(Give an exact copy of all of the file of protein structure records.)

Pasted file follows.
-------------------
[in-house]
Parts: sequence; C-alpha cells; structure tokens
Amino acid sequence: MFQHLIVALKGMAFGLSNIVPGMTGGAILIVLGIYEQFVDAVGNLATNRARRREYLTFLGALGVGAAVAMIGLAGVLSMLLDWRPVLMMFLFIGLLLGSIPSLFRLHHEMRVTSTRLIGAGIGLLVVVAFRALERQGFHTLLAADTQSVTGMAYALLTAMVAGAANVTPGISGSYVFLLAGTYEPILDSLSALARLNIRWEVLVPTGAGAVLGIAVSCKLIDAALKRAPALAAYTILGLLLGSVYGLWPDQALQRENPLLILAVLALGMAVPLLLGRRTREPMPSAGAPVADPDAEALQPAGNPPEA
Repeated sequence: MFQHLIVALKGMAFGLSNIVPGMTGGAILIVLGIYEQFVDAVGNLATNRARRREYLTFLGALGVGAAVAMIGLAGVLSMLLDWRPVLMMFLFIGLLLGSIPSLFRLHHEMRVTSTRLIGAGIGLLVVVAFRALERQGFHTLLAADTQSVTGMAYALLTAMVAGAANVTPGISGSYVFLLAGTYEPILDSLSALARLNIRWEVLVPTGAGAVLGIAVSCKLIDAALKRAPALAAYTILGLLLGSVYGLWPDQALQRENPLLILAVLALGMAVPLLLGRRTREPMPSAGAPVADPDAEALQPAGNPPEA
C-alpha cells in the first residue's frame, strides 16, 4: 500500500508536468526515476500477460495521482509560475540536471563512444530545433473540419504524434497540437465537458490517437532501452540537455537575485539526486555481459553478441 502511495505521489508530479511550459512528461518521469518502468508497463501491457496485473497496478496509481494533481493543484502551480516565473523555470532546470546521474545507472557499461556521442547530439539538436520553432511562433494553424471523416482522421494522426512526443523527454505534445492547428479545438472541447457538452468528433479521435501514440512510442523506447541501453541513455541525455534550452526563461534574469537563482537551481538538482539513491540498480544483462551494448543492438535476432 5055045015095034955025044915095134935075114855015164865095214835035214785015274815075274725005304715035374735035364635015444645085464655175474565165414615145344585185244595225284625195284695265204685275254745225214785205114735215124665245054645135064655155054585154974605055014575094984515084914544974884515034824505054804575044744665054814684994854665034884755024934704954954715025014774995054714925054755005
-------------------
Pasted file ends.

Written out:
[in-house]
Parts: sequence; C-alpha cells; structure tokens
Amino acid sequence: MFQHLIVALKGMAFGLSNIVPGMTGGAILIVLGIYEQFVDAVGNLATNRARRREYLTFLGALGVGAAVAMIGLAGVLSMLLDWRPVLMMFLFIGLLLGSIPSLFRLHHEMRVTSTRLIGAGIGLLVVVAFRALERQGFHTLLAADTQSVTGMAYALLTAMVAGAANVTPGISGSYVFLLAGTYEPILDSLSALARLNIRWEVLVPTGAGAVLGIAVSCKLIDAALKRAPALAAYTILGLLLGSVYGLWPDQALQRENPLLILAVLALGMAVPLLLGRRTREPMPSAGAPVADPDAEALQPAGNPPEA
Repeated sequence: MFQHLIVALKGMAFGLSNIVPGMTGGAILIVLGIYEQFVDAVGNLATNRARRREYLTFLGALGVGAAVAMIGLAGVLSMLLDWRPVLMMFLFIGLLLGSIPSLFRLHHEMRVTSTRLIGAGIGLLVVVAFRALERQGFHTLLAADTQSVTGMAYALLTAMVAGAANVTPGISGSYVFLLAGTYEPILDSLSALARLNIRWEVLVPTGAGAVLGIAVSCKLIDAALKRAPALAAYTILGLLLGSVYGLWPDQALQRENPLLILAVLALGMAVPLLLGRRTREPMPSAGAPVADPDAEALQPAGNPPEA
C-alpha cells in the first residue's frame, strides 16, 4: 500500500508536468526515476500477460495521482509560475540536471563512444530545433473540419504524434497540437465537458490517437532501452540537455537575485539526486555481459553478441 502511495505521489508530479511550459512528461518521469518502468508497463501491457496485473497496478496509481494533481493543484502551480516565473523555470532546470546521474545507472557499461556521442547530439539538436520553432511562433494553424471523416482522421494522426512526443523527454505534445492547428479545438472541447457538452468528433479521435501514440512510442523506447541501453541513455541525455534550452526563461534574469537563482537551481538538482539513491540498480544483462551494448543492438535476432 5055045015095034955025044915095134935075114855015164865095214835035214785015274815075274725005304715035374735035364635015444645085464655175474565165414615145344585185244595225284625195284695265204685275254745225214785205114735215124665245054645135064655155054585154974605055014575094984515084914544974884515034824505054804575044744665054814684994854665034884755024934704954954715025014774995054714925054755005